4.1.2. The Second Role of CA Played in the Biomineralization

As explained above, the first role of CA is to catalyze the carbon dioxide hydration reaction to release a large number of bicarbonate and carbonate ions and further increase pH values in the culture medium. The second role of CA is that it can also elevate the supersaturation of some minerals in the liquid culture medium by releasing a large number of carbonate and bicarbonate ions; this role will also promote the precipitation of carbonate minerals such as calcite and aragonite. Under the effect of CA, the following reacton of calcium carbonate precipitation will proceed more quickly:
CO 3 2 + HCO 3 + OH + 2 Ca 2 + 2 CaCO 3 + H 2 O
As a result of the presence of enzymes, the free energy of the reaction is reduced and the reaction would proceed more quickly. It has been reported that CAs from three bacteria identified as Bacillus sp., B. megaterium, and B. simplex also play an important role in the process of calcium carbonate precipitation and the researchers have proposed that CA-producing microbes could be used as a sealing agent to fill gaps, cracks, and fissures in some building constructions [96]. The effect of bovine CA on the uptake rate of atmospheric carbon dioxide into solution has been examined, and the results have shown that CA can catalyze the hydration of aqueous carbon dioxide so that the uptake rates of carbon dioxide are accelerated up to 600% and 150%, compared to a control group. What is more, the precipitated mineral was a Mg-carbonate and this can be effective as a means of sequestering carbon dioxide [97]. Some scientists have immobilized CA in alginate beads and further investigated its catalytic efficiency, and found that the entrapped CA hydrates carbon dioxide to bicarbonate and/or carbonate which can then react with Ca2+ ions to form calcite [98]. Thus, either free or immobilized CA could have a great potential for carbon dioxide sequestration through biomineralization processes.
The reaction of carbon dioxide hydration is very slow without CA catalysis [99]. It has been reported that CA is claimed to be one of the fastest reactive enzymes and the typical catalytic rate of different types of CAs can reach 10–106 s−1 [100]. In our study, alkaline CA could also fix carbon dioxide and catalyze the production of bicarbonate and carbonate ions, and it further promoted the precipitation of carbonate minerals. However, no CA/bacteria were present in the control group, accounting for the fact that pH stayed at the same level all the time without any change. Without CA, carbon dioxide hydration was very slow and the concentration of bicarbonate and carbonate ions was too low to precipitate the minerals. In our opinion, if there were no bacteria, there would be far fewer carbonate minerals and deposits; in other words, microbialites would not be formed in nature.

4.2. The Nucleation Sites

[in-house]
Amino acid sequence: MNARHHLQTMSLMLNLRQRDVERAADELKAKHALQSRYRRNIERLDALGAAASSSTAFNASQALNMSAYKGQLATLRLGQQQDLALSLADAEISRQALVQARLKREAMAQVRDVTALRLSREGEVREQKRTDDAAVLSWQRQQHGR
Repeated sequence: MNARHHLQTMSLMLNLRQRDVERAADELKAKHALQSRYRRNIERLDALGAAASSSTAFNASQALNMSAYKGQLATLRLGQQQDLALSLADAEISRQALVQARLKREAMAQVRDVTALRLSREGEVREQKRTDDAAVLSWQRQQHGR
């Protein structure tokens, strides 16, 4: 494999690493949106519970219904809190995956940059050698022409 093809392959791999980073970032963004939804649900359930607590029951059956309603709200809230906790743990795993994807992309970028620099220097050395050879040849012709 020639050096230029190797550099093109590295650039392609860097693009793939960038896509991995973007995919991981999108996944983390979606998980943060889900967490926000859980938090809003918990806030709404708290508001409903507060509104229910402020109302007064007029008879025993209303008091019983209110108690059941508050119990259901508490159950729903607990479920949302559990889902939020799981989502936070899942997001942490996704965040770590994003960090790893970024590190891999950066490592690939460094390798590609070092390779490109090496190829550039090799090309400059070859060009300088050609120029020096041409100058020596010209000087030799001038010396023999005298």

In this study, the results of SEM and HRTEM analyses shown in Figure 5c3,d2 and Figure 8e1 showed that EPS were the nucleation sites for the precipitation of minerals and this opinion has been accepted by many scientists [101,102,103,104,105,106,107,108]. Sulphate-reducing bacteria (SRB) and halophilic bacteria have been used to induce the precipitation of dolomite [56], and the results have shown that these EPS-like materials may have served as an additional template for dolomite nucleation, since no dolomite was detected in experiments containing heat-killed bacteria due to the absence of EPS materials. In fact it is the structure of EPS that enables them to act as nucleation sites. Figure 10 shows that Glu and Asp were the amino acids with higher contents in EPS; in addition, these two amino acids are acidic amino acids and have two carboxyl groups. The two carboxyl groups have important roles: one is used to form the peptide bond and the other is free. It can be seen that if there was a large amount of Glu and Asp, which have two carboxyl groups to every one molecule, present in the EPS of B. subtilis J2 bacteria, there would be a lot of carboxyl groups in the EPS. From Figure 3a, the pH value was seen to have increased to 9.22 under the effect of B. subtilis J2 bacteria; in this highly alkaline condition, Glu and Asp would be deprotonated due to the fact that the isoelectric point (pI) values of Glu and Asp were 3.22 and 2.77, respectively, much lower than 9.22. That is to say, Glu and Asp would carry negative charges and this characteristic would be beneficial to the adsorbtion of Ca2+ and Mg2+ ions. Thus, it is not difficult to explain why the EPS show the presence of calcium and magnesium (Figure 9). Figure 6f–h show that there are some organic functional groups on/within the minerals, such as C–O–C, N–H, C=O, O–H, and C–H; these may be closely related to EPS components. In the meanwhile, carbonate and bicarbonate ions would be released in the processs of carbon dioxide hydration catalyzed by CA, and ammonia could also be produced to dissolve into the liquid culture medium to release the hydroxyl groups; therefore, due to the increase in the alkalinity and the supersaturation, calcium carbonate minerals were precipitated in/on the EPS of B. subtilis J2 bacteria. In this study, the HRTEM results shown in Figure 8d3,e1 reveal that the EPS were indeed the nucleation site. The FTIR results also show many other organic funtional groups on/within the minerals (Figure 6f–h), such as C–O–C, N–H, C=O, O–H, and C–H. Therefore, other organic substances could also affect the nucleation of carbonate minerals besides the amino acids. There are many unknown components existing on/in the EPS of B. subtilis J2, such that the mechanism of nucleation on/in the EPS needs to be further examined.